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Main content
Current time:0:00Total duration:8:13
AP.BIO:
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Video transcript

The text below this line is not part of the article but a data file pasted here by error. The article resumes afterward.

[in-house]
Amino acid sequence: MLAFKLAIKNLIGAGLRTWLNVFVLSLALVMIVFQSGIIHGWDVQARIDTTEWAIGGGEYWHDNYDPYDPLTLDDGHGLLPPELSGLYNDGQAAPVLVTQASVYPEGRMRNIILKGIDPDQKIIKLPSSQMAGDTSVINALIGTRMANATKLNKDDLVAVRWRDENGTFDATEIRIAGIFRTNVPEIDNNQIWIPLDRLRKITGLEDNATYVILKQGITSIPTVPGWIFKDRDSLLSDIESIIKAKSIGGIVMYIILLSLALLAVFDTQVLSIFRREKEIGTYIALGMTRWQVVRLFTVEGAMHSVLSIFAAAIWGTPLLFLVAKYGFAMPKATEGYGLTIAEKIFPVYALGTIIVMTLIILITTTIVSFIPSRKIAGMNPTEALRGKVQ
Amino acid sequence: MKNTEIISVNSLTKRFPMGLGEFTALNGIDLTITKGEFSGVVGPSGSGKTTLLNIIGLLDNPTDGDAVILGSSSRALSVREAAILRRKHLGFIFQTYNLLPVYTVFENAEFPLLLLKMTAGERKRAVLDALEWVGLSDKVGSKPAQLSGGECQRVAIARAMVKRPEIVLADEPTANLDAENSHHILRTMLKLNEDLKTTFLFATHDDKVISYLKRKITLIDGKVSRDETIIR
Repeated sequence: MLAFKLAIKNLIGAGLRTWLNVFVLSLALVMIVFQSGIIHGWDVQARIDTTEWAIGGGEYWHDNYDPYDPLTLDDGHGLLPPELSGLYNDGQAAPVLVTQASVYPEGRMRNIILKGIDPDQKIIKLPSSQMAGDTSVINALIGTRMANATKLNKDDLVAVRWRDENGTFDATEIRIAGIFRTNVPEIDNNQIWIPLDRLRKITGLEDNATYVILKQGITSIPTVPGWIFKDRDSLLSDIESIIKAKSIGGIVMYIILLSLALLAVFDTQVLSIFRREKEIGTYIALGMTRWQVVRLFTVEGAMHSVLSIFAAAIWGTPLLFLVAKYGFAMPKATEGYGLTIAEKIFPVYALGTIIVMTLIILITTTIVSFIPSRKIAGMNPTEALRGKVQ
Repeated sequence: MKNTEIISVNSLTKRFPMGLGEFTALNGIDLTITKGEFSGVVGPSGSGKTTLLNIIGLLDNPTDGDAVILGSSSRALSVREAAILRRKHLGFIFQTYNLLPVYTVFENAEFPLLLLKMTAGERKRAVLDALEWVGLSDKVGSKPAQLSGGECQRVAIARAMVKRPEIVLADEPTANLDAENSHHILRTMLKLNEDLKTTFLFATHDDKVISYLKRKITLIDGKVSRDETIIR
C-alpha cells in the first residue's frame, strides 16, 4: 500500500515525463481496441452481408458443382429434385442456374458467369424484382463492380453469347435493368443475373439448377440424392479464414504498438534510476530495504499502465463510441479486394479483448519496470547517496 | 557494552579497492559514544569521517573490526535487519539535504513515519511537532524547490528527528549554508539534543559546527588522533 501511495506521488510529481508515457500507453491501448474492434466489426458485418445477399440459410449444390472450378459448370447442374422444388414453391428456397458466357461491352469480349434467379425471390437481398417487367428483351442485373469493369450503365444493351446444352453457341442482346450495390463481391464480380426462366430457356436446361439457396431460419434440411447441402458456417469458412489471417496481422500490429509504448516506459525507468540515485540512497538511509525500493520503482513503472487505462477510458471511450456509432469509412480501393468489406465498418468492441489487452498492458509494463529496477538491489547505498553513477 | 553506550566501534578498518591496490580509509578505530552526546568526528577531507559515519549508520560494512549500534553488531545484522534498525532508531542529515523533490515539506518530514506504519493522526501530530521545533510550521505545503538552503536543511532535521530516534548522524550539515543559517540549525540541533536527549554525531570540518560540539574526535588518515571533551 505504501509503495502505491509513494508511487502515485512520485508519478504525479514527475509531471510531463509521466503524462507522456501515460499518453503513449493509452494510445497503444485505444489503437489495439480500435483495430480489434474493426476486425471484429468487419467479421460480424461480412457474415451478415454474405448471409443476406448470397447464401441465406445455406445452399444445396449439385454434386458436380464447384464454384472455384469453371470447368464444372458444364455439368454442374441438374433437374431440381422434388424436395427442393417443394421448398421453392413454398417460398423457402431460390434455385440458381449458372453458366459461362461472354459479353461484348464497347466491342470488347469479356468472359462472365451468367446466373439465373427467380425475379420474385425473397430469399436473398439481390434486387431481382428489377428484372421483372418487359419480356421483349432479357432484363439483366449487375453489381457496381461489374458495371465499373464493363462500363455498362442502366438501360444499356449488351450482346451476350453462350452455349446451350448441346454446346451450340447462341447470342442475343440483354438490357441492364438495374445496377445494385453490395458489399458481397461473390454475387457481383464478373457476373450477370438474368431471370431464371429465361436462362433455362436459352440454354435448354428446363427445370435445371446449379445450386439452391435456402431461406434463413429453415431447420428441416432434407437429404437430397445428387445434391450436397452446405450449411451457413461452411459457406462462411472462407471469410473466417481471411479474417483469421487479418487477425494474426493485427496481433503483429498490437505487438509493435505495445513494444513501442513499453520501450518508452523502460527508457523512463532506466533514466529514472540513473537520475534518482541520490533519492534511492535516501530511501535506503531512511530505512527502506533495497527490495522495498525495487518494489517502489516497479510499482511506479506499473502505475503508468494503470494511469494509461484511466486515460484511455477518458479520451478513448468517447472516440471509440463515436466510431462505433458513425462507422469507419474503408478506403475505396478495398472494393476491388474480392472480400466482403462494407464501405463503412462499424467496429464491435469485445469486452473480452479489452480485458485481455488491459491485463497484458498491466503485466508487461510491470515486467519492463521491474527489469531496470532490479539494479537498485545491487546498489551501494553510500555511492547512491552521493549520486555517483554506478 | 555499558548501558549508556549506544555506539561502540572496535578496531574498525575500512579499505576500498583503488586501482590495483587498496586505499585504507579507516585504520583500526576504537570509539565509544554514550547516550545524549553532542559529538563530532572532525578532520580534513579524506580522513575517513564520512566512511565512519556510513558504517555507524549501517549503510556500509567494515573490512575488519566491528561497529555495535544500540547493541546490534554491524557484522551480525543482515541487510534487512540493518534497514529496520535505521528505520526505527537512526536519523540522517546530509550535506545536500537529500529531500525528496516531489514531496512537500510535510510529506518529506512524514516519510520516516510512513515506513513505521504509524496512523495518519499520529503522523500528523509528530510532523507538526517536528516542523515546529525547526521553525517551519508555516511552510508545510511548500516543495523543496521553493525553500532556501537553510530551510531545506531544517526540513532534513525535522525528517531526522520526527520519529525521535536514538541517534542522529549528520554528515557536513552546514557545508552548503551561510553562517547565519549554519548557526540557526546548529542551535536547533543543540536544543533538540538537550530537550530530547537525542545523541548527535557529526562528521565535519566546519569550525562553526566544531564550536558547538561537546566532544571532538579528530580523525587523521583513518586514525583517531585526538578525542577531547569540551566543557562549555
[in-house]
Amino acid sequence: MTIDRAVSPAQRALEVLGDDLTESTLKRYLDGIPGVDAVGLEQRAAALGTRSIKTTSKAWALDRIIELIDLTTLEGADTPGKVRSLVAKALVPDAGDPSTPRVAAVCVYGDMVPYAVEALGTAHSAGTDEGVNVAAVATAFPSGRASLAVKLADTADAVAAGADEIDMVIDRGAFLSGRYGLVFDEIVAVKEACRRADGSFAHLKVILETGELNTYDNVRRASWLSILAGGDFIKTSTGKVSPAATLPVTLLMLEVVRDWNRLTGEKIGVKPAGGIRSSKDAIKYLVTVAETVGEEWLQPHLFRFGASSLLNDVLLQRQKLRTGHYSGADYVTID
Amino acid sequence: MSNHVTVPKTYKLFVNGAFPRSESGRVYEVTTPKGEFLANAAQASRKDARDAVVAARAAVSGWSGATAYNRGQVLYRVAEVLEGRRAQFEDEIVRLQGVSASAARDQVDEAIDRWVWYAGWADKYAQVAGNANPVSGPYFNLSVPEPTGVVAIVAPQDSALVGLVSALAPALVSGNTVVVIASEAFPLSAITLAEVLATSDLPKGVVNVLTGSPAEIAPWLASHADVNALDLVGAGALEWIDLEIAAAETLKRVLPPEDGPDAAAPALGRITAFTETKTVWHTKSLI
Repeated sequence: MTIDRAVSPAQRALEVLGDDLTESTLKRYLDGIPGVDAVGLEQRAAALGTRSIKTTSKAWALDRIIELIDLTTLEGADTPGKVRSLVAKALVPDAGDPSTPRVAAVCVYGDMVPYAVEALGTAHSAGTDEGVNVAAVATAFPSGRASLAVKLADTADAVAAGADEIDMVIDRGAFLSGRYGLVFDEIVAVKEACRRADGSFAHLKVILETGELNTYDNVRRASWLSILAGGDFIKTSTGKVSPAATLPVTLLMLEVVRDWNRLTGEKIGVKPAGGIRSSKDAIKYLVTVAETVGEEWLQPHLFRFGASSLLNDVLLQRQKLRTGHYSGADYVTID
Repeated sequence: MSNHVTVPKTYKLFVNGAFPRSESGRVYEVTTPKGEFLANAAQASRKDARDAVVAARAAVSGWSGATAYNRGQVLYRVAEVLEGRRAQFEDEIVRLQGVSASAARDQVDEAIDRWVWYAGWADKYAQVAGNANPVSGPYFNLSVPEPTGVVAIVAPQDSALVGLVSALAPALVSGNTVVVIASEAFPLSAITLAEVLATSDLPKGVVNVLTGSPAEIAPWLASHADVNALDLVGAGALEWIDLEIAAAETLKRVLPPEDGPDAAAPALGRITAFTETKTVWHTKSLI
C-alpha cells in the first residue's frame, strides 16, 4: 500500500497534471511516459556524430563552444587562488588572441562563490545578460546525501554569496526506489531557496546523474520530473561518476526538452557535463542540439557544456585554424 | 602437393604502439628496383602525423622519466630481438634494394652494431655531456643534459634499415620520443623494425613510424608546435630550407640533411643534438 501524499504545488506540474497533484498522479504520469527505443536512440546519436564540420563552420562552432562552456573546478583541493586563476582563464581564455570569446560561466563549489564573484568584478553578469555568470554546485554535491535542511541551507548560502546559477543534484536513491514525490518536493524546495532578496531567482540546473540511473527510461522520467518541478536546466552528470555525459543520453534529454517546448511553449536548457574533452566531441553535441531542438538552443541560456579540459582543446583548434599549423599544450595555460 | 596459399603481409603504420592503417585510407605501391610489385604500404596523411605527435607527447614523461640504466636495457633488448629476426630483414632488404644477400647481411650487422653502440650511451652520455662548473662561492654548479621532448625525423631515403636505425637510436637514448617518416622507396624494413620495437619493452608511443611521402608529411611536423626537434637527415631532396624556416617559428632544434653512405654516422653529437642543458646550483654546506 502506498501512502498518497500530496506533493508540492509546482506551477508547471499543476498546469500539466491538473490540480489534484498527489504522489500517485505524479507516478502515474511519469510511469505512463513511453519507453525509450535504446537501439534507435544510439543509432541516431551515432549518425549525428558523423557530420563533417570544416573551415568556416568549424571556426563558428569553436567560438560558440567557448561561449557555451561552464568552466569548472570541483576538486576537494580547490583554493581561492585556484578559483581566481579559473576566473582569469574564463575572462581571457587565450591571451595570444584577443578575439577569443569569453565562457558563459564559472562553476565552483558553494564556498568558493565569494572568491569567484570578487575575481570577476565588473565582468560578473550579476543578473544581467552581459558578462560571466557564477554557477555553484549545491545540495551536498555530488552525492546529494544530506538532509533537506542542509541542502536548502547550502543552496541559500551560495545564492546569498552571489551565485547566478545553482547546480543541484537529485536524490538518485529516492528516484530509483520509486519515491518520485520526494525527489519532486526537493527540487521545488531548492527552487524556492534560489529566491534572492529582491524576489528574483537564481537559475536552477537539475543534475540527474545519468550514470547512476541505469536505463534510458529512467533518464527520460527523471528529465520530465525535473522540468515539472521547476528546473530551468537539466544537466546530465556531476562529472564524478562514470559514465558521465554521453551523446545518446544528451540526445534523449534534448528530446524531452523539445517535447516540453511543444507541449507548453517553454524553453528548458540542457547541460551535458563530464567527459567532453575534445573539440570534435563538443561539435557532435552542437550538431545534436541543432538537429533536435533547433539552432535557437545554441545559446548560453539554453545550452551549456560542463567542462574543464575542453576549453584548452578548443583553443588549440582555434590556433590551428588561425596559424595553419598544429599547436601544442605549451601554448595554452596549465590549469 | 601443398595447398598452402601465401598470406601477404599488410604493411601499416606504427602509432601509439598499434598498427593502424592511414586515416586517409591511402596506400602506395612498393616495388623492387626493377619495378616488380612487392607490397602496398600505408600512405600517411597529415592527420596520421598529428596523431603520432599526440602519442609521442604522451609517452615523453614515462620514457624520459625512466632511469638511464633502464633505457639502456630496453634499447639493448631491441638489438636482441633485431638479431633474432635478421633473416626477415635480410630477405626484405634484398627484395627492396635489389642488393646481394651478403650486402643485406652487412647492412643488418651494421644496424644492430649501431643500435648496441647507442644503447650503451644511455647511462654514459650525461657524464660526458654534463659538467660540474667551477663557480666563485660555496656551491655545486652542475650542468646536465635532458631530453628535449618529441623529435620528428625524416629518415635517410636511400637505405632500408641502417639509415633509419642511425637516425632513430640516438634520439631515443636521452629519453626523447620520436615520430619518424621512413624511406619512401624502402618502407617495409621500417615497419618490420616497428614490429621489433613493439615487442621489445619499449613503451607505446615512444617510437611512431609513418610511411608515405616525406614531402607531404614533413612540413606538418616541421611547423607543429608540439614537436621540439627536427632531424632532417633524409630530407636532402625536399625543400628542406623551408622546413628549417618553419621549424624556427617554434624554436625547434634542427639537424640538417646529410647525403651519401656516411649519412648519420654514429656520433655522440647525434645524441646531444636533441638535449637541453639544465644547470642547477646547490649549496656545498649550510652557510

there are all sorts of reactions in biological systems that are energetically favorable but they're still not going to happen quickly or even happen on their own and the phosphorylation of glucose is an example of that and we go into some detail into that on the video on coupled reactions and I think we actually call that the phosphorylation of glucose 6-phosphate but it's super important because by putting the phosphate group on a glucose it's ready to be the input to a whole series of biological mechanisms it allows the glucose to be tagged so it's going to be hard for to escape the cell again and it's a fairly straight it's a fairly straightforward mechanism where you have where you have a lone pair of electrons on this on this hydroxyl group right over here and then it attempts to if it's in the right configuration it could form a bond with the phosphorus in the phosphate group now the reason why it doesn't happen on its own even though it's energetically favourable once you form the bond you have electrons are going to be able to go into a lower energy state so it has a negative Delta G if this is if this is the molecules before the reaction this is how much free energy they have before the reaction after the reaction they have less free energy they have they have been able to release energy so this is something that we would consider to be spontaneous but for the reaction to happen you need a little bit of energy to be put into the system you call this our activation energy you might say well why is that well we have electrons that want to form a bond with this phosphorus but this phosphorous is surrounded by negative charges this oxygen right over here has a negative charge this oxygen right over here has a negative charge and as you can imagine electrons don't like being around other electrons like charges repel each other so in order for this reaction to occur or for it to occur more frequently it has to be catalyzed a catalyst is anything that makes a reaction happen faster or even allows the reaction to happen at all and when we talk about catalysts in biological systems we're typically talking about we're typically talking about enzymes enzymes and the way that an enzyme might catalyze this reaction we actually talk about it it when we talk about coupled coupled reactions as well maybe it can provide some positive charges it can provide some positive charges around these negative charges to pull them further away to create space to create space so that you can actually have the reaction proceed and so what an enzyme would do it would make this curve instead of having this hump on it the curve would look more like this so that the reaction can just proceed but what are these enzymes these things that can you know maybe you could it could play some interesting charge that can allow the cat the reaction to happen a certain way it might bend the molecules in a certain way to to expose some bonds it might have a more acidic or basic environment that might be more more favorable for the reaction what are these seemingly magical things well at a very high level they tend to be these protein complexes plus or minus a few other things so you can view them as proteins and you know maybe sometimes there'll be multiple polypeptide chains put together they might have some other ions associated with them but for the most part they are proteins and the the molecules that are going to react that are going to bind to the proteins we call these the substrates so these in this reaction right here the glucose and the ATP these are going to be the substrates so you can imagine you can imagine the enzyme that does this in the general term for the enzyme that helps that helps phosphorylate a sugar molecule like this we call it a hexo kinase so it might be this crazy looking for we're going to this crazy-looking protein and we're going to take better looks at this in a few moments but the ATP the ATP might bind to it right over there ATP is one of the substrates and then the glucose might bound might bind to it right over there and so this to su subs the two substrates bind in the area where all of this is going on we call that the active site so the active site because that's where all the action is the active site and often when you have the substrates bind they are able to inter act with the protein to make the fit even stronger to make it even more this is more more suitable for the reaction to take place and so the whole the whole protein might bend a little bit to kind of lock these two in place a little bit more and we call that induced fit induced induced fit and so where were these positive charges come from well these would be things that are the side chains of the different amino acids on the actual on the the polypeptide chain on the protein and it could even be other ions that get involved in fact in particular if to facilitate the phosphorylation of glucose a magnesium ion might be involved to help draw some positive charge away but there's other there's other positively charged groups that help draw a charge away so that the reaction is more likely to occur so that's what enzymes are and they tend to be optimally working in certain pH environments or at certain temperatures in general higher temperatures allow more interactions things are bumping around more but if if temperatures get a little bit too high the protein or the enzyme might stop working it might denature it might lose its actual it might lose its actual structure and what I want to now give you an appreciation for is how beautiful and complex these structures are you should appreciate what I'm showing you these are in your cells these are in your area in your and you know look at your hand look at you know everything around you there there's there's a lot of this stuff going on inside of you so hopefully it gives an appreciation for the complexity of you as a biological system but frankly all biological systems so this right over here this is a visualization of a hexokinase one variety of it and just to get a sense of scale this is a glucose molecule and this right over here is an ATP and so they will bind these are the two substrates they will bind at the active site you might have the induced fit where this fits around it it draws some charge away it might bend the molecules in a certain way so that so that they're more likely to interact bring these things close together and so you're going to have the reaction occur and then once the reaction occurs they're not going to want to bind to the substrates anymore I guess you could say the products at that point and then they're going to let go of them and then the enzyme hasn't changed and that's an important property of an enzyme it's not like it just has one use and it goes away it can keep doing this over and over and over again one ends one enzyme will do this many many many many many times in its actual life and so now what I will show you is a little three-dimensional visualization that I got from a website so let me go get that go ahead pause my recording so I could get this this little simulation or this model and this is actually a hexo kinase as well and hexokinase has come in to a bunch of different varieties but this is a pretty neat thing to look at and this has been visualized differently when you look up protein images on the web or anywhere you'll see them sometimes with this ball and stick model sometimes you'll see them in the space-filling models sometimes you'll see them with this kind of where you see the various structures you notice you notice the alpha helixes here that we studied when we talked about protein structures and you can also see some beta sheets but this gives you an appreciation of the binding sites and how these things might interact this right over here that is in that is a molecule of ATP and then right next to it I believe if I'm looking at that right that is a molecule of glucose and notice they have bound either there that they are the two substrates they have bound at the active site and now they can interact with each other the the enzyme the hexokinase in this case can help facilitate the reaction that we care about the phosphorylation of glucose so hopefully images like this and like this give you an appreciation for how complex and how beautiful these things actually are